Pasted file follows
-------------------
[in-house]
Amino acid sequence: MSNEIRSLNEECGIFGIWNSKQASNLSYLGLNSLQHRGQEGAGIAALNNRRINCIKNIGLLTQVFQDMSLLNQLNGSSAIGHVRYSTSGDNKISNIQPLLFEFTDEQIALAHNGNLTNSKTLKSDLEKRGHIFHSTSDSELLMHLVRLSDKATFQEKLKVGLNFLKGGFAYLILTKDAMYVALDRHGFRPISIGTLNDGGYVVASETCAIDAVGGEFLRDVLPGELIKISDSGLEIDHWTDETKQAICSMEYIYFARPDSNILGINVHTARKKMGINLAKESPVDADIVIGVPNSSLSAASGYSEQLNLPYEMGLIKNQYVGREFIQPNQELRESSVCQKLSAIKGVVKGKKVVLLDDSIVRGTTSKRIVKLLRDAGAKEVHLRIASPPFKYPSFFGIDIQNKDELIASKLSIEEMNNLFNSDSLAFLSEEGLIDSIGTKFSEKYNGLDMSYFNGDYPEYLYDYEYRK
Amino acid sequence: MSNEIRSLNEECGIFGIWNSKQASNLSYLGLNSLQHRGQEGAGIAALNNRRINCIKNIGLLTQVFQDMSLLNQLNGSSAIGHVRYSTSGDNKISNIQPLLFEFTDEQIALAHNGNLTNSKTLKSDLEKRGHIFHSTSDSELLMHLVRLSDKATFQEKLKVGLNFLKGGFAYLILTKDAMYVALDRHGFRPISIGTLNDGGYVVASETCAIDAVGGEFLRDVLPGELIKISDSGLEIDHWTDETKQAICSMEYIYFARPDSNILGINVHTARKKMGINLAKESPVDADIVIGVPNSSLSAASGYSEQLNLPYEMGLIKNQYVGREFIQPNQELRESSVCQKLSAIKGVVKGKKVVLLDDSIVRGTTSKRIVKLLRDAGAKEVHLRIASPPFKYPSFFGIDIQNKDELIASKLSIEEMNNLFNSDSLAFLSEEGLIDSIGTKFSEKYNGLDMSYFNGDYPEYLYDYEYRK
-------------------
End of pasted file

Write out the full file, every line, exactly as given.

[in-house]
Amino acid sequence: MSNEIRSLNEECGIFGIWNSKQASNLSYLGLNSLQHRGQEGAGIAALNNRRINCIKNIGLLTQVFQDMSLLNQLNGSSAIGHVRYSTSGDNKISNIQPLLFEFTDEQIALAHNGNLTNSKTLKSDLEKRGHIFHSTSDSELLMHLVRLSDKATFQEKLKVGLNFLKGGFAYLILTKDAMYVALDRHGFRPISIGTLNDGGYVVASETCAIDAVGGEFLRDVLPGELIKISDSGLEIDHWTDETKQAICSMEYIYFARPDSNILGINVHTARKKMGINLAKESPVDADIVIGVPNSSLSAASGYSEQLNLPYEMGLIKNQYVGREFIQPNQELRESSVCQKLSAIKGVVKGKKVVLLDDSIVRGTTSKRIVKLLRDAGAKEVHLRIASPPFKYPSFFGIDIQNKDELIASKLSIEEMNNLFNSDSLAFLSEEGLIDSIGTKFSEKYNGLDMSYFNGDYPEYLYDYEYRK
Amino acid sequence: MSNEIRSLNEECGIFGIWNSKQASNLSYLGLNSLQHRGQEGAGIAALNNRRINCIKNIGLLTQVFQDMSLLNQLNGSSAIGHVRYSTSGDNKISNIQPLLFEFTDEQIALAHNGNLTNSKTLKSDLEKRGHIFHSTSDSELLMHLVRLSDKATFQEKLKVGLNFLKGGFAYLILTKDAMYVALDRHGFRPISIGTLNDGGYVVASETCAIDAVGGEFLRDVLPGELIKISDSGLEIDHWTDETKQAICSMEYIYFARPDSNILGINVHTARKKMGINLAKESPVDADIVIGVPNSSLSAASGYSEQLNLPYEMGLIKNQYVGREFIQPNQELRESSVCQKLSAIKGVVKGKKVVLLDDSIVRGTTSKRIVKLLRDAGAKEVHLRIASPPFKYPSFFGIDIQNKDELIASKLSIEEMNNLFNSDSLAFLSEEGLIDSIGTKFSEKYNGLDMSYFNGDYPEYLYDYEYRK